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FACP. Colegio de médicos de Tarragona Nº 4305520 / fgcapriles@gmail.com




Tuesday, January 5, 2016


Chapman B et al. Journal of Trauma and Acute Care Surgery 2016; 80 (1): 95–101
"Rib fractures are present in approximately 10% of trauma patients and are a marker of injury severity. Among patients with rib fractures, 90% will have associated injuries, 50% will require operative and intensive care unit care, 33% will develop pulmonary complications, 33% will require discharge to an extended care facility, and 12% die before hospital discharge. Factors associated with increased morbidity and mortality from rib fractures include age, number of rib fractures, flail chest, bilateral rib fractures pulmonary contusions, development of pneumonia, and preexisting comorbidities.
Rib fractures result in pulmonary embarrassment via several mechanisms. Pain results in splinting, atelectasis, and impaired clearance of secretions. Altered chest wall mechanics distort normal costovertebral and diaphragmatic muscle exertion. Finally, fracture fragments may penetrate the parietal pleura resulting in pneumothorax, hemothorax, and pulmonary parenchymal lacerations.
During the last several decades, substantial progress has been made in the management of patients with rib fractures, including locoregional anesthesia, pulmonary toilet, and rib-specific surgical stabilization systems. Allocation of these resources to patients with rib fractures should ideally be based on a validated, objective severity scoring system. Such a system would also assist in both prognostication and decisions regarding patient management. Finally, variables within the scoring system should be available for abstraction early in the patient’s course, be easily communicated to referral centers, and account for complexities in fracture patterns. Current chest injury scoring systems, such as the Rib Fracture Score (RFS), Organ Injury Scale (OIS) Chest Wall grade, and Chest Trauma Score (CTS), do not characterize fracture patterns beyond the number of fractures and bilaterality.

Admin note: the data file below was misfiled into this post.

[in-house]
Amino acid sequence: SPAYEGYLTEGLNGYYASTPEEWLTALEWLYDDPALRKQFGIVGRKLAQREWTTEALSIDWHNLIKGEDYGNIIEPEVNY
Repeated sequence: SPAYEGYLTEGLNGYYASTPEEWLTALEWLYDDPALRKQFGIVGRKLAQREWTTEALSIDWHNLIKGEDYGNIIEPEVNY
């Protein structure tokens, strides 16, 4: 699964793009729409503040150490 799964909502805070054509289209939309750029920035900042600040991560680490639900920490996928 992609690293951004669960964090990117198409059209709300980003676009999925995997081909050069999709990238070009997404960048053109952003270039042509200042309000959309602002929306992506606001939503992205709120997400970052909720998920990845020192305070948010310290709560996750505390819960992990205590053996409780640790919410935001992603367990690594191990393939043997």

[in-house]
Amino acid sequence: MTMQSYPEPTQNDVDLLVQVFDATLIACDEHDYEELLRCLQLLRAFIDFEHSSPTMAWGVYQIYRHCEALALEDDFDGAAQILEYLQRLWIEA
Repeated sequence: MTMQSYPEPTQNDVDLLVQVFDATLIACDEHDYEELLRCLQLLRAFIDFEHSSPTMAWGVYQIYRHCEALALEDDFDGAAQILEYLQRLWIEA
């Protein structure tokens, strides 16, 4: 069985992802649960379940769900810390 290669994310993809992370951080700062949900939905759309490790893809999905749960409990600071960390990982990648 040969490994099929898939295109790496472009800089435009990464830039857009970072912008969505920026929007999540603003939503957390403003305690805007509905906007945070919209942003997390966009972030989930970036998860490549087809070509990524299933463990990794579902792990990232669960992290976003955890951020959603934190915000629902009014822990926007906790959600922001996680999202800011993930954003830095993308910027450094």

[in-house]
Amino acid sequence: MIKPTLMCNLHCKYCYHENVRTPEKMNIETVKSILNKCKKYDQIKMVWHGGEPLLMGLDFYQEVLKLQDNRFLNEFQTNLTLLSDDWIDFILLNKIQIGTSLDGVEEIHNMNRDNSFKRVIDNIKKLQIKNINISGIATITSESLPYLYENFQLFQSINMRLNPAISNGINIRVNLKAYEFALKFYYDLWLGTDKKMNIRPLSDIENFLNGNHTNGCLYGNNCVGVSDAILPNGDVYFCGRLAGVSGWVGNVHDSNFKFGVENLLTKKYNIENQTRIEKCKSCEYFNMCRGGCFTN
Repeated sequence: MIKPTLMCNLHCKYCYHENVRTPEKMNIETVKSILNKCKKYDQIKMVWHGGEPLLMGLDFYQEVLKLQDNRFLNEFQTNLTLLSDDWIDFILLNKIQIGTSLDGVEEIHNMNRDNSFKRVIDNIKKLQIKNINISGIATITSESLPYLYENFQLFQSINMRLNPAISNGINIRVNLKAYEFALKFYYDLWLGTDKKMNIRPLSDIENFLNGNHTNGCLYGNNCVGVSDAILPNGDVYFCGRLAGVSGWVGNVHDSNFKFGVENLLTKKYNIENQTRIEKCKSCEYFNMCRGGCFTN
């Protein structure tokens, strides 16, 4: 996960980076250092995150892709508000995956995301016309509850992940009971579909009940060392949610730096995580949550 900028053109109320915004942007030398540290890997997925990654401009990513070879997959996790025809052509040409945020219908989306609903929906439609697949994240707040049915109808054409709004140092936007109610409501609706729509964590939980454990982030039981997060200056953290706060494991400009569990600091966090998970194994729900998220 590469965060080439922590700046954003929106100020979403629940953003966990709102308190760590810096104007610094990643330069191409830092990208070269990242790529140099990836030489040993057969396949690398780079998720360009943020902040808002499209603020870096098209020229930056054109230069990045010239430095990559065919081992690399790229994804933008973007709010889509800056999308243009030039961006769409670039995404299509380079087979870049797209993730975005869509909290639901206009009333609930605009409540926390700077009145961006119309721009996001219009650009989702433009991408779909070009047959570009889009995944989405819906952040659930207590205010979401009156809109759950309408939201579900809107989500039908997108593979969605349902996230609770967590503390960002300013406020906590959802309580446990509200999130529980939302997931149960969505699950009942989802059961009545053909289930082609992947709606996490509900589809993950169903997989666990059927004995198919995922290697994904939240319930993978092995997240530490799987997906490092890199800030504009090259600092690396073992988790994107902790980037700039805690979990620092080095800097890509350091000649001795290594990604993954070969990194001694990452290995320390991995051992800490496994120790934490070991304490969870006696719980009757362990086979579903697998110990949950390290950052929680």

Our objective was to develop a radiographic rib fracture scoring system to both predict adverse pulmonary outcomes and guide therapeutic decision making specific to rib fractures, such as placement of epidural and paravertebral pain catheters and surgical stabilization of rib fractures (SSRF). We hypothesized that this scoring system, henceforth referred to as the RibScore, would predict pneumonia, respiratory failure, and tracheostomy."